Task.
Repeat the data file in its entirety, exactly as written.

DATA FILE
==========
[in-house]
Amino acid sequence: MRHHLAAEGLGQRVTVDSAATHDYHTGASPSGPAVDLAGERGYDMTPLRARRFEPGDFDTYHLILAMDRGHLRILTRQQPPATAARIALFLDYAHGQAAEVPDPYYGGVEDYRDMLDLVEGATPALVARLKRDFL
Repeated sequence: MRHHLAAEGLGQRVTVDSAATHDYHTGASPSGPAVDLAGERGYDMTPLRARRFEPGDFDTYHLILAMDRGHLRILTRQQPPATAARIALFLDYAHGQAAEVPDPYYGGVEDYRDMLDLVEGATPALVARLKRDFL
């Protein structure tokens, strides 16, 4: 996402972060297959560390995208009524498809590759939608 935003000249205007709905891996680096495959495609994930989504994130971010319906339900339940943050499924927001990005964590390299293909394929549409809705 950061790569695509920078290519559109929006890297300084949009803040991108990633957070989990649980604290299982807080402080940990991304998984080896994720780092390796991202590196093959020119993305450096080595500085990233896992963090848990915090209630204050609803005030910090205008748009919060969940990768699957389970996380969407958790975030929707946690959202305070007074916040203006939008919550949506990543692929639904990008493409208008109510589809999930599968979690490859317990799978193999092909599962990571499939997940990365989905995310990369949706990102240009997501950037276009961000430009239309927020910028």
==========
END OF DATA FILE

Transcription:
[in-house]
Amino acid sequence: MRHHLAAEGLGQRVTVDSAATHDYHTGASPSGPAVDLAGERGYDMTPLRARRFEPGDFDTYHLILAMDRGHLRILTRQQPPATAARIALFLDYAHGQAAEVPDPYYGGVEDYRDMLDLVEGATPALVARLKRDFL
Repeated sequence: MRHHLAAEGLGQRVTVDSAATHDYHTGASPSGPAVDLAGERGYDMTPLRARRFEPGDFDTYHLILAMDRGHLRILTRQQPPATAARIALFLDYAHGQAAEVPDPYYGGVEDYRDMLDLVEGATPALVARLKRDFL
């Protein structure tokens, strides 16, 4: 996402972060297959560390995208009524498809590759939608 935003000249205007709905891996680096495959495609994930989504994130971010319906339900339940943050499924927001990005964590390299293909394929549409809705 950061790569695509920078290519559109929006890297300084949009803040991108990633957070989990649980604290299982807080402080940990991304998984080896994720780092390796991202590196093959020119993305450096080595500085990233896992963090848990915090209630204050609803005030910090205008748009919060969940990768699957389970996380969407958790975030929707946690959202305070007074916040203006939008919550949506990543692929639904990008493409208008109510589809999930599968979690490859317990799978193999092909599962990571499939997940990365989905995310990369949706990102240009997501950037276009961000430009239309927020910028």